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Popularity and unfair termination of employment – are workplace rights really a democracy?

While I understand the iconic popularity of Top Gear host Jeremy Clarkson, I was genuinely surprised to learn over the weekend that an online petition demanding his reinstatement had passed the 1,000,000 signature mark.

This comes after an interesting month, in which Clarkson was suspended from his job with the BBC for a ‘fracas’ with one of the show’s producers, which allegedly was a response to the producer not providing Clarkson with a hot meal after a long day shooting the program.  A determination as to his future at the BBC is still pending, however while on suspension Clarkson has been open about his intention to sue the BBC if his employment is terminated, and at a recent charity auction delivered a public verbal spray about the BBC.  He has since claimed this was ‘tongue in cheek’.  Yet the petition rages on, and was recently delivered to the BBC offices through London by a tank, driven by the Stig.

I’m not going to comment on some of the causes in today’s world that might have deserved the 1,000,000 signatures more than Clarkson and Top Gear.  We are all entitled to our own opinions, and entitled to lend our support to whatever we feel passionate about.  However I couldn’t help sparing a thought for those many thousands of people around the western world who lose their jobs each year by perpetrating minor workplace violence, normally as a a result of the exact same type of ‘brain snap’.  We don’t see any petitions on Change.org for these people, who are no doubt  hardworking people who love their careers and their families and equally don’t ‘deserve’ the harsh realities of unemployment  all because of one moment of madness.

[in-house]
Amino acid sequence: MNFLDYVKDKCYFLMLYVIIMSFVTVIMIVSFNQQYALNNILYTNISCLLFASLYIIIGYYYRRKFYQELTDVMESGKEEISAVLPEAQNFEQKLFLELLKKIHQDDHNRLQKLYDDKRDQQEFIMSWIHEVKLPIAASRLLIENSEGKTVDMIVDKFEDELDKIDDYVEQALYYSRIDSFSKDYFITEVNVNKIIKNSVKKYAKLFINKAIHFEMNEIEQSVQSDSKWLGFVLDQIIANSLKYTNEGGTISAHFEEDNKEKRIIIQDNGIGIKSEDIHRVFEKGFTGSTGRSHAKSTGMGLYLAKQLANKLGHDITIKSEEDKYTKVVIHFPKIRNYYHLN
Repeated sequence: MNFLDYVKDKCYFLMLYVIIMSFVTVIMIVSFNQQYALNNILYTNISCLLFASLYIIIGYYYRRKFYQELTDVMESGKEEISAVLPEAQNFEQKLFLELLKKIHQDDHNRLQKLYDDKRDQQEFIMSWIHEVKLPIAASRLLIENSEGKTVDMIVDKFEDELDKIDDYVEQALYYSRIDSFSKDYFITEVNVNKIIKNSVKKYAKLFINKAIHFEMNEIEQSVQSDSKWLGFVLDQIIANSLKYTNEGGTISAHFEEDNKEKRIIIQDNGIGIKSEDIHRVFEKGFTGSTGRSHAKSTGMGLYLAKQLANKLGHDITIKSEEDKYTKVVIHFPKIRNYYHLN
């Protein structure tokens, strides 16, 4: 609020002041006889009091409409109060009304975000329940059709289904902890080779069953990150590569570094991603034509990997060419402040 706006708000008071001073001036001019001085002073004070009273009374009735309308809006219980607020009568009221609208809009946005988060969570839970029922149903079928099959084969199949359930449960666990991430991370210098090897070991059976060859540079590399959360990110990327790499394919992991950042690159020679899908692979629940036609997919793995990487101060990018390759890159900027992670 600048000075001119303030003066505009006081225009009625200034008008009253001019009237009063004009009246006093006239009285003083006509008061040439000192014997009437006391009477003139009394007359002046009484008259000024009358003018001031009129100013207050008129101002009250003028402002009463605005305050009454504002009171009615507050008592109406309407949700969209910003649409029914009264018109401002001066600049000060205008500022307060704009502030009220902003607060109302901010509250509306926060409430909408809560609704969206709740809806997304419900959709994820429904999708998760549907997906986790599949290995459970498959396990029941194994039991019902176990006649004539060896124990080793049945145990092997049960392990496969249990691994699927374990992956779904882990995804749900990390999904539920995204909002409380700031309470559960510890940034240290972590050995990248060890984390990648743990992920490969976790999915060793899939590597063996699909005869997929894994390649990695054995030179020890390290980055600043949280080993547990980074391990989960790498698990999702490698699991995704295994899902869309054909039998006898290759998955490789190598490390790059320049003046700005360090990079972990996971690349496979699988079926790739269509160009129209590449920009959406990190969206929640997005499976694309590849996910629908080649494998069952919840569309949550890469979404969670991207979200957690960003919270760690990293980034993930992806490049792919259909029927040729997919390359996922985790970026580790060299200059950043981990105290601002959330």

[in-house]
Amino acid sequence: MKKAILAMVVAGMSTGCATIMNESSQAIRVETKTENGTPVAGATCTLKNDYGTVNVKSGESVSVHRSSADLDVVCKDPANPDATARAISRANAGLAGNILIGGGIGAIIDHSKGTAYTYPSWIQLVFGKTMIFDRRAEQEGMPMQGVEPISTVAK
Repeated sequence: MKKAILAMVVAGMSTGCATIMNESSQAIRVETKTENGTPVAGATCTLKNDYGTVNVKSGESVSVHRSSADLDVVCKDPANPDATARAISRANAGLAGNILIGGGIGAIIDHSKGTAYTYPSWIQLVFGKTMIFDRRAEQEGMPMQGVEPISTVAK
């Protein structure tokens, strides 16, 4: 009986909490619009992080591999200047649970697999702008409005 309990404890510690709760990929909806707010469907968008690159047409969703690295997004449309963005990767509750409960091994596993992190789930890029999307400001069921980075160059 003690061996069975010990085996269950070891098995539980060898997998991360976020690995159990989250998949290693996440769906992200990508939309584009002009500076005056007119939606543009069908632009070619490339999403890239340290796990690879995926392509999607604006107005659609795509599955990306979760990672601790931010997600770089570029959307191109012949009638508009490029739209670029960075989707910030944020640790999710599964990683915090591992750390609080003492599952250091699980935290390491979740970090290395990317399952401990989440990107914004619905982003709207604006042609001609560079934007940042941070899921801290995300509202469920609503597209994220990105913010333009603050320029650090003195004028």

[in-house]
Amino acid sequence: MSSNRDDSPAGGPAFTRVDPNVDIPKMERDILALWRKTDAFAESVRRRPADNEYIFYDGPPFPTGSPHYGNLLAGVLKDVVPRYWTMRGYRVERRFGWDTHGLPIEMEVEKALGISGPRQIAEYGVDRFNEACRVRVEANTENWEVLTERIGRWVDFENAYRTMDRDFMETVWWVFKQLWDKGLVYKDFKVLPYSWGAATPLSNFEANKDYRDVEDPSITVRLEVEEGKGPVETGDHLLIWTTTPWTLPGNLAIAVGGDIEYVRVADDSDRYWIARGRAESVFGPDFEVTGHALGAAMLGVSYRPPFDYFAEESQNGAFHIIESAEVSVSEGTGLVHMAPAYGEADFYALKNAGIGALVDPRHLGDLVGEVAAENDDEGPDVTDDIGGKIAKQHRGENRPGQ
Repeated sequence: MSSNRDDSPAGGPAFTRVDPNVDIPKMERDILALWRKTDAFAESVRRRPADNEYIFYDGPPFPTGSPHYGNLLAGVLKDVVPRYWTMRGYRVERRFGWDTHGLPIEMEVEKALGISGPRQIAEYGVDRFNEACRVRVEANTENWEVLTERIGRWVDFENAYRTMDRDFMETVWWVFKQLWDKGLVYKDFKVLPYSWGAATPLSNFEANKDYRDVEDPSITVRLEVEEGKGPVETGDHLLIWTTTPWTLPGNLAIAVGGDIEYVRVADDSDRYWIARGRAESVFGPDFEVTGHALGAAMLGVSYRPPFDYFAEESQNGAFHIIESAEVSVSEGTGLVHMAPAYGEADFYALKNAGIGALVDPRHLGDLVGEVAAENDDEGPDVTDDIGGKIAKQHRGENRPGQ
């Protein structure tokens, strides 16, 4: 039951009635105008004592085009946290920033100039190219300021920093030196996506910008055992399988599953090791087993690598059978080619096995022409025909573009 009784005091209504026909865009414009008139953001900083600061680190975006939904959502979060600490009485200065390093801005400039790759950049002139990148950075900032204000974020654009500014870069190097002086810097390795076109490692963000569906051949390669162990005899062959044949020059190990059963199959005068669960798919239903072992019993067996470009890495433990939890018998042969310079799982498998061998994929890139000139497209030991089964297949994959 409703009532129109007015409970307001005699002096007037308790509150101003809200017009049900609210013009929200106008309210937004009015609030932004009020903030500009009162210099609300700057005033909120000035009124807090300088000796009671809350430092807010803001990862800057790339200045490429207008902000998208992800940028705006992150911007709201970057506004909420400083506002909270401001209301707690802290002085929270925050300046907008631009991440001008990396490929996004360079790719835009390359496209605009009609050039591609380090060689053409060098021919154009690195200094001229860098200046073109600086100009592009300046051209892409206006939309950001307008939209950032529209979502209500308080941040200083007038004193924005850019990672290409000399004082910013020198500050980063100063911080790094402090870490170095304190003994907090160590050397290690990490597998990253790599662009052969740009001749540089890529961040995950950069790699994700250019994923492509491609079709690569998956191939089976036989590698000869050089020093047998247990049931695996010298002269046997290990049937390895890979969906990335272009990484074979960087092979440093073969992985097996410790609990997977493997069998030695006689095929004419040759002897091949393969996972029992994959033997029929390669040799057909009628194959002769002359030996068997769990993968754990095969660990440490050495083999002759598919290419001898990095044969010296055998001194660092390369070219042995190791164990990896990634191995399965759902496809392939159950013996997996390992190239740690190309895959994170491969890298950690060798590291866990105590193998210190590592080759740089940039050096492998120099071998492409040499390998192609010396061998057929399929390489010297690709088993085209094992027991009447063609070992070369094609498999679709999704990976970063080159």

A search of the Fair Work Commission Website with the term “punching fellow employee”, produces hundreds of hits, and the decisions display a zero tolerance attitude toward workplace violence.  Even in cases where violence was used in situations of great provocation, and often where it was actually initiated by the other employee.   It is a cornerstone of workplace law that employee safety is paramount, and acts of violence are fundamentally inconsistent with this.  Sympathy for the perpetrating employee is often expressed, but so very rarely outweighs other considerations.

John Whittaker (see John Whittaker v EDI Rail-Bombardier Transportation (Maintenance) Pty Ltd T/A EDI [2013] FWC 7908) was dismissed in 2013 for his part in a ‘fracas’between himself and one of his subordinate employees.  In his case it was accepted by the employer as well as the Commission the start was started, and finished, by the other employee – who was also dismissed.  Mr Whittaker only threw one punch.    Mr Whittaker was dimissed, and the decision was not held to be unfair because the altercation was not ‘unavoidable’.  Even though the other employee had instigated the violence, it was held to be relevant that Mr Whittaker had added to the disagreement with previous verbal provocation.   The Commission admitted that the applicant had a long service with the company, and a high level of commitment to his job, which had in fact been one of the factors leading to his conduct. However these factors were not sufficiently mitigating.